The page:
Feb 18, 2016 at 2:47 PM | Unregistered CommenterAlan the Brit

Anyone familiar with progressive logic knows, profit = revenue

Feb 18, 2016 at 3:08 PM | Unregistered CommenterTDK

Evil government. They need to find someone who charges £144 for planting, or find someone who fells a tree for £1. I'm sure the far left can solve this. Hold your wallet.

Feb 18, 2016 at 3:21 PM | Unregistered Commenterwert

In college I planted pine trees (seedlings) over the winter break. On a good day we could plant 1000 to 1200 per person, at minimum wage. To cut down a real tree (something I've also done) you have to pay someone much more than minimum wage and it can take all day.
By comparing "trees" (grown) with "trees" (seedlings) they got nonsense.

Feb 18, 2016 at 3:32 PM | Unregistered CommenterCraig Loehle

Perhaps some of the Green Blobbies are unaware that trees, no matter how big, do start smaller. They will probably claim this is another unprecedented consequence of global warming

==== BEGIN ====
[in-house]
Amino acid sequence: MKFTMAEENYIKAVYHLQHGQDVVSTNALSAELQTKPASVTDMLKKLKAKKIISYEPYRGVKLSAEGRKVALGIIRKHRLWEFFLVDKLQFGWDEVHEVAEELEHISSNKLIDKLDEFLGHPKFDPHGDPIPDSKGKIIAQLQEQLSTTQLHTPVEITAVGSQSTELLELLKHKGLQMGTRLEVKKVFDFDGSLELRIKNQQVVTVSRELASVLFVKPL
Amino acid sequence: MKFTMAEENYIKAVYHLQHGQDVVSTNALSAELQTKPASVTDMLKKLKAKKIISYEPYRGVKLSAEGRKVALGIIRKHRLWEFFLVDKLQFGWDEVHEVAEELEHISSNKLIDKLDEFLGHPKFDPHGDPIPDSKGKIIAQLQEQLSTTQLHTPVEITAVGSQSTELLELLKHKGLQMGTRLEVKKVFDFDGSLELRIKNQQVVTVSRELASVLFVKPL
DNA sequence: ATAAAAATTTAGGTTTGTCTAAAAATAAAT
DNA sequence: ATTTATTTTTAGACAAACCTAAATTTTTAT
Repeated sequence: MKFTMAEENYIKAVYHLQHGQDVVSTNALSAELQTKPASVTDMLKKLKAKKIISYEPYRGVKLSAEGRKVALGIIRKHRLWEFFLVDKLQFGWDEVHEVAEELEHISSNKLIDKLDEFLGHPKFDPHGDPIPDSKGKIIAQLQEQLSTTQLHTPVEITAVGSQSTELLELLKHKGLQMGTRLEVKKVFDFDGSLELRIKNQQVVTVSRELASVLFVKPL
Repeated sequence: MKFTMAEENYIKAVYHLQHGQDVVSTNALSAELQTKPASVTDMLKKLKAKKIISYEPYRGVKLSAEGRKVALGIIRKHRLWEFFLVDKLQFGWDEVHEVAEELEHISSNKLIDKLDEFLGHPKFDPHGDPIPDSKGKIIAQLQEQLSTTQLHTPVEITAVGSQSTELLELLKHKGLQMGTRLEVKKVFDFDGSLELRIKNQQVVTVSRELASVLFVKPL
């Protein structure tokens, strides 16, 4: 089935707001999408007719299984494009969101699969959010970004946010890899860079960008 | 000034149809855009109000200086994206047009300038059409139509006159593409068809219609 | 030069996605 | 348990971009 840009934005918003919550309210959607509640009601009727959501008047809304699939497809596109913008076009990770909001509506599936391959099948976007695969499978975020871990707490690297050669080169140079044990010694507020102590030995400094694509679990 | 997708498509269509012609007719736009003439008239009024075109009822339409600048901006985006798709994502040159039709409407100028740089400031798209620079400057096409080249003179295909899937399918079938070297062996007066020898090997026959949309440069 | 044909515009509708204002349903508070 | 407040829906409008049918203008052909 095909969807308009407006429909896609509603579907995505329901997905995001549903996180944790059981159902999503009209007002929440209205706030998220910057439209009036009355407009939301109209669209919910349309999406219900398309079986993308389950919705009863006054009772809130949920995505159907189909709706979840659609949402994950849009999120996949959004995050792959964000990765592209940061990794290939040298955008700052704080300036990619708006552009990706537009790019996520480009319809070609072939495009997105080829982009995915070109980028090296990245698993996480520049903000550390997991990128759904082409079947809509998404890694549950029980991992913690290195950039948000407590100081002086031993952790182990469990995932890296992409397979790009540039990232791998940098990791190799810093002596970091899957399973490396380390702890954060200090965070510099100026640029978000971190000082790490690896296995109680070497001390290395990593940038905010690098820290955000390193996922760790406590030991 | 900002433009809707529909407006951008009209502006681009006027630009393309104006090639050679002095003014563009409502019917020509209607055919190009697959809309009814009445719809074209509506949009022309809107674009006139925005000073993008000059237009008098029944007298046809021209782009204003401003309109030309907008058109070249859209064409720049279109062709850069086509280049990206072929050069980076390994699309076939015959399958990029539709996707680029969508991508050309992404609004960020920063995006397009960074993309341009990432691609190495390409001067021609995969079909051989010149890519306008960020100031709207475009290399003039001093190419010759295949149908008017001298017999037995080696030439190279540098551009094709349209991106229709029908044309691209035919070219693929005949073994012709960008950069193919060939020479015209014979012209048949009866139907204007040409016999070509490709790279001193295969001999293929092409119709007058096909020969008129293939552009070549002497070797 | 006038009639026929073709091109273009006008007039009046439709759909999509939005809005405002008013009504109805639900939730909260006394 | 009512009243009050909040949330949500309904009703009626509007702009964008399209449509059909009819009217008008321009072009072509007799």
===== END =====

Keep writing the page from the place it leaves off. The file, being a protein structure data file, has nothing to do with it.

Feb 18, 2016 at 3:49 PM | Unregistered Commentergolf charlie

@Andrew
"You could just wait for the stump to decay."

Err, if it's oak, you might be waiting several hundred years.
By which time, you will have decayed and been recycled several times yourself!
In a carbon-neutral kind of way, of course.
Just saying.

Feb 18, 2016 at 3:49 PM | Unregistered CommenterRudolph Hucker

I put an ad in Craigslist that I had a tree with the widest recent tree rings I had ever seen. Some little fat bloke with a beard flew in from the States, paid me 5k quid and took the lot, stump and all

Feb 18, 2016 at 3:59 PM | Unregistered CommenterEternalOptimist

"You could just wait for the stump to decay."

Not in my jurisdiction. "Street trees" must be maintained (and cut down) at the expense of the homeowner, including removing the stump.

We're from the government and we're here to help.

Feb 18, 2016 at 4:25 PM | Unregistered CommenterJohn M